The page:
Exuding a hooky rock sound throughout with a punchy nostalgic charisma, Cheapside and Kings is the debut album from UK-based band Deep Sea Camels. First forming in the early ’80s, the band recently reunited — churning out an infectious success in Cheapside and Kings, whose eight songs (and album title) take inspiration from their hometown in Leicestershire, England. From first loves to meaningful friendships and suffocating conformity, the album succeeds in capturing how youth navigates through a small town’s challenges.
The opening “Incidentally” captures that small town spirit with a realistic lens, emphasizing the rampancy of conformity in these locales — though also a maintained perseverance, in treasuring an individual ability to push past the intolerance. The nonchalant vocals and guitar pulses complement a jangly drive, with lyrics like the chorus’ “we’ll wade and we’ll push this body to the shore,” resonating in feeling symbolic of pushing proudly against the tide, baggage in tow.
“Julie” stirs in conveying a small-town relationship facing its unfortunate demise — the vocals remark “we never stood a chance, but I couldn’t stop it happening,” with a sort of youthful introspection, using the famous literary comparison as a titular device to highlight evident differences, even amongst those in a similar social location. The “could you live in this hell?” invigorates in its concluding refrain alongside ardent, bluesy guitar pushes. “Pretty” is another highlight in a similar thematic vein, exploring how troubled youth faces societal conformity — concluding with a positive “we’re two bright stars in the sky,” sense of loving and unity.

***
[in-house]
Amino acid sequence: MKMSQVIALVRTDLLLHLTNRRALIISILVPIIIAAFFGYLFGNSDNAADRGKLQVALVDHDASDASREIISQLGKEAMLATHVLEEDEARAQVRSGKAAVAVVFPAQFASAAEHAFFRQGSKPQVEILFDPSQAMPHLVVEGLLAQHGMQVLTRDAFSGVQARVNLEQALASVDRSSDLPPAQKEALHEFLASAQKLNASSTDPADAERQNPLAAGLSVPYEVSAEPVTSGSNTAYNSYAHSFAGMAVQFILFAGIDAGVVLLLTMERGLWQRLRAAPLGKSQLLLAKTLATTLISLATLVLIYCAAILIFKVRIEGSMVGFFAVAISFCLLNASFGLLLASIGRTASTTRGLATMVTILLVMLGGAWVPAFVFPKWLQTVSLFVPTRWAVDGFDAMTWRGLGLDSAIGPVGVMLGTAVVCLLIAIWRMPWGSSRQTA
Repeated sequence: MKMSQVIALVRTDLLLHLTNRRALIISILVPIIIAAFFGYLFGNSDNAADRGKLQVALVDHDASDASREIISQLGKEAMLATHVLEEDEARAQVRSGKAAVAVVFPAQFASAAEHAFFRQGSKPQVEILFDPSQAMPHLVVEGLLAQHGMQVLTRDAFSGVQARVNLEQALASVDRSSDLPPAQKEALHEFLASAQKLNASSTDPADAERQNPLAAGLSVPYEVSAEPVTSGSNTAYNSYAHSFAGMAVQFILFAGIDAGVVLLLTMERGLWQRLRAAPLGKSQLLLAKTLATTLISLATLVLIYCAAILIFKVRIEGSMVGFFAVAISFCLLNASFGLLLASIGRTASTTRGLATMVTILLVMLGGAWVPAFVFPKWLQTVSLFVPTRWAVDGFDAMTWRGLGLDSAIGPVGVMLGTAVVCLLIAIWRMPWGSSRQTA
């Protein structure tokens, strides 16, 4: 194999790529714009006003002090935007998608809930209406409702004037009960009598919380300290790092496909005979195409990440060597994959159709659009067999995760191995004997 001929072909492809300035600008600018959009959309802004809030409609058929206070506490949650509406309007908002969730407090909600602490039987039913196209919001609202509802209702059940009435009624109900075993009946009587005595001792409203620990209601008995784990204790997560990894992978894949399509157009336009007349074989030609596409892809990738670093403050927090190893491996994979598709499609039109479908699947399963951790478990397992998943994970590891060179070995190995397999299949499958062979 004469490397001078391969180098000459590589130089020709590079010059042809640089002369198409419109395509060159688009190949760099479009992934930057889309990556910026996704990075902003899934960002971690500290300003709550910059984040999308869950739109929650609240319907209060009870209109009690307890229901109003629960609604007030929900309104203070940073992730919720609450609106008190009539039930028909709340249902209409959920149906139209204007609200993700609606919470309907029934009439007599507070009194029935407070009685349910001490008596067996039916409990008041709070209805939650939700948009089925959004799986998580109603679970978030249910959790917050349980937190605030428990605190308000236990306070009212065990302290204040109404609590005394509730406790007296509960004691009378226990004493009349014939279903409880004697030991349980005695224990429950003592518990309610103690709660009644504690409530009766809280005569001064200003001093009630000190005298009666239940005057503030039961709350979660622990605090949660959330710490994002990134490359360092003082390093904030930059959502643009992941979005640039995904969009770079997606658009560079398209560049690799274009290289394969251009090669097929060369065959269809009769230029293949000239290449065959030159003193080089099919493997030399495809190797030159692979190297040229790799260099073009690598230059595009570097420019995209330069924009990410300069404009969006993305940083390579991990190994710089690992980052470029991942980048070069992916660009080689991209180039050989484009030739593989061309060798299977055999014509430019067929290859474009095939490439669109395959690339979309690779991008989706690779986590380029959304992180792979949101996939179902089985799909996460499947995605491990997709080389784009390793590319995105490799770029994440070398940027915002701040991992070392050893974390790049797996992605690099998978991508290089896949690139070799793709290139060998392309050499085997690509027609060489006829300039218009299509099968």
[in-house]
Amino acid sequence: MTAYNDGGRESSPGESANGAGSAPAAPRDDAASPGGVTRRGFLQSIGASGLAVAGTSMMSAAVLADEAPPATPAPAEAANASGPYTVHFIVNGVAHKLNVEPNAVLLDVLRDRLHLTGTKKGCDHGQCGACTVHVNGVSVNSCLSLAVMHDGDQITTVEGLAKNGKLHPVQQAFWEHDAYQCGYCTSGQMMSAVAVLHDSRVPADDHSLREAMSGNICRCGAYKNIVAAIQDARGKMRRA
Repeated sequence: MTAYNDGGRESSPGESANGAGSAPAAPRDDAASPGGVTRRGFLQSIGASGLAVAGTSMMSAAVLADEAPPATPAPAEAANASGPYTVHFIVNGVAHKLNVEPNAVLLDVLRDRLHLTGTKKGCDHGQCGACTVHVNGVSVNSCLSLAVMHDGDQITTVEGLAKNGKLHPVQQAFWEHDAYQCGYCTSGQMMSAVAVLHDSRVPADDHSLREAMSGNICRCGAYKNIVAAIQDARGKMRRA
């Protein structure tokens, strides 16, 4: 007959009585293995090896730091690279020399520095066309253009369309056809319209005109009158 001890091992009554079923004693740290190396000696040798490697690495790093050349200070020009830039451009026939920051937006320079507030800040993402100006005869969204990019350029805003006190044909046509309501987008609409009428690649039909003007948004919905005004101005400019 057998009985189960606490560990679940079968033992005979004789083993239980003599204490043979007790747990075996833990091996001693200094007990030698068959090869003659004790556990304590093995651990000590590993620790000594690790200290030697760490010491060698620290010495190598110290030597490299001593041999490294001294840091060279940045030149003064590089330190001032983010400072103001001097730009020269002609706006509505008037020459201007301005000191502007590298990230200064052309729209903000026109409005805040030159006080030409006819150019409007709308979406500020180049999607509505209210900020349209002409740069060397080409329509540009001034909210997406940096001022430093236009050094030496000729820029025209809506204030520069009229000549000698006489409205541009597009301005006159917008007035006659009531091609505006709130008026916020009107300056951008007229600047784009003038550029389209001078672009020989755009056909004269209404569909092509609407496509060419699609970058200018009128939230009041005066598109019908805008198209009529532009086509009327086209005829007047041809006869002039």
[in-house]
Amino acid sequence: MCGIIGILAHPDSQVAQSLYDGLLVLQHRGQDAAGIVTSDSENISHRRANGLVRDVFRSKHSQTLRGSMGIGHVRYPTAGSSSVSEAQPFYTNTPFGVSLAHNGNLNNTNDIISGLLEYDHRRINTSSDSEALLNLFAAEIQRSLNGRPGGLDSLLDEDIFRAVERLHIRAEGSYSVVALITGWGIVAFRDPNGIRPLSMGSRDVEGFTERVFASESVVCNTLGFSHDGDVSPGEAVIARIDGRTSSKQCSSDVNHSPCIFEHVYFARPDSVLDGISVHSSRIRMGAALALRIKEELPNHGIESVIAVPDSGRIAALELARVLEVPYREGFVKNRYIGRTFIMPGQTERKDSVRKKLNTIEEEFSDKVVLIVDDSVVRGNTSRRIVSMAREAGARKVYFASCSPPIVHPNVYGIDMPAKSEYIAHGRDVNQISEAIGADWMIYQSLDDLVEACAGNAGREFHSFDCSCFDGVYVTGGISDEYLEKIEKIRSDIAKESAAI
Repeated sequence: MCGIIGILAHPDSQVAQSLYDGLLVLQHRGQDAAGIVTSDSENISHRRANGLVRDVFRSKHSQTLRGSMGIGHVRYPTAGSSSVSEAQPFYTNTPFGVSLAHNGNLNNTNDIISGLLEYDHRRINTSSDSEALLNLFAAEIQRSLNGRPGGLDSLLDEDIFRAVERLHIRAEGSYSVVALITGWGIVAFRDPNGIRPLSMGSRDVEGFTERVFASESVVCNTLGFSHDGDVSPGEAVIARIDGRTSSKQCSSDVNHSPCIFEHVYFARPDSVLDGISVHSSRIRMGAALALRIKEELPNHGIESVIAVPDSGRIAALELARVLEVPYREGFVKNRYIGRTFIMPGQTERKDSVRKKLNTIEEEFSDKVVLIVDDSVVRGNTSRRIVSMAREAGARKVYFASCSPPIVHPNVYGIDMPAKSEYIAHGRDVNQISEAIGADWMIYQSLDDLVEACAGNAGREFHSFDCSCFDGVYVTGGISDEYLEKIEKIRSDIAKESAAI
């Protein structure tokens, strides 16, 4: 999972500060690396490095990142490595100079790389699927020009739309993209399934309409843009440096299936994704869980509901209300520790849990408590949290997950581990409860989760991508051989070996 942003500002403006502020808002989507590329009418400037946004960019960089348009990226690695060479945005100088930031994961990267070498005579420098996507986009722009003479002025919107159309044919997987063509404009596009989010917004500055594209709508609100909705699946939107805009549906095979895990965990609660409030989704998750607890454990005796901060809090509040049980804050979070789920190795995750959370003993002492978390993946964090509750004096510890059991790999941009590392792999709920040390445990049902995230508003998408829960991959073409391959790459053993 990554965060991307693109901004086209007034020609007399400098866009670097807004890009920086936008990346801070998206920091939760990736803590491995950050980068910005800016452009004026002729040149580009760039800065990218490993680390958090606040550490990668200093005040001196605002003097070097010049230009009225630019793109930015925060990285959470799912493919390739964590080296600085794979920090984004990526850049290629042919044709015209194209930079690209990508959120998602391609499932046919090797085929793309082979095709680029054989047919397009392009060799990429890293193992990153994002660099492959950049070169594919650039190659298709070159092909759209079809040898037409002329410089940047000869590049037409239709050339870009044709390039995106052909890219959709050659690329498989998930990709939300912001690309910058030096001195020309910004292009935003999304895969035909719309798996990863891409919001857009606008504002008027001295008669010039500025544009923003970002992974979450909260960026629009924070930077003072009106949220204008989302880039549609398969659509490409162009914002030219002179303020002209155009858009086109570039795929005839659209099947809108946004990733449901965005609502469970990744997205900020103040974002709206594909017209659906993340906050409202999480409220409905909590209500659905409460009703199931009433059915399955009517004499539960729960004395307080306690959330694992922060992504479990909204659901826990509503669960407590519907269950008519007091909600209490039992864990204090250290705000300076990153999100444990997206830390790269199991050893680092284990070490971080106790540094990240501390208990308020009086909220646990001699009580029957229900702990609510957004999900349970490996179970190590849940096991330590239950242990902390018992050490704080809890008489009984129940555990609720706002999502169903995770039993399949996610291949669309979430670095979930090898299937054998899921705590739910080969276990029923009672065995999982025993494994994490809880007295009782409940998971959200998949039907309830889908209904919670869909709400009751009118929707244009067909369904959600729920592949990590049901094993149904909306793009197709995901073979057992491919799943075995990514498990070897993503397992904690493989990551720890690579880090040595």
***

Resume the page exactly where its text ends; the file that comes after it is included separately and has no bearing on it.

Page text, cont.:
Whereas the first two tracks place listeners in the shoes of relatable locals, “Astronauts” tackles a more overhead view — detailing the state of earth with spacey allegorical charm. There’s a vintage Madchester charm to the jangly guitars and dazed vocal engrossment, effective particularly in its dreamy “we are all astronauts,” refrain and forward-thinking commentaries like “we’ll remember when the earth was briefly beautiful.” This is a hypnotic, more sweeping disposition that effectively follows the close-knit relatability of the openers.
“Falling Over” is another standout. Bea Howe’s emotive vocals dazzle alongside soaring guitar lines, lyrically capturing the feelings of falling head over heels. The lusher “look up to the stars,” twist is especially captivating. The album concludes in satiating form with “You Punched A Hole In That,” whose opening lyrics — “I’m the prisoner of a melancholy state of mind,” — become lovingly curtailed by a partner’s provided reassurances. This success and others throughout Cheapside and Kings resonate in their grippingly relatable narratives and strongly melodic songwriting.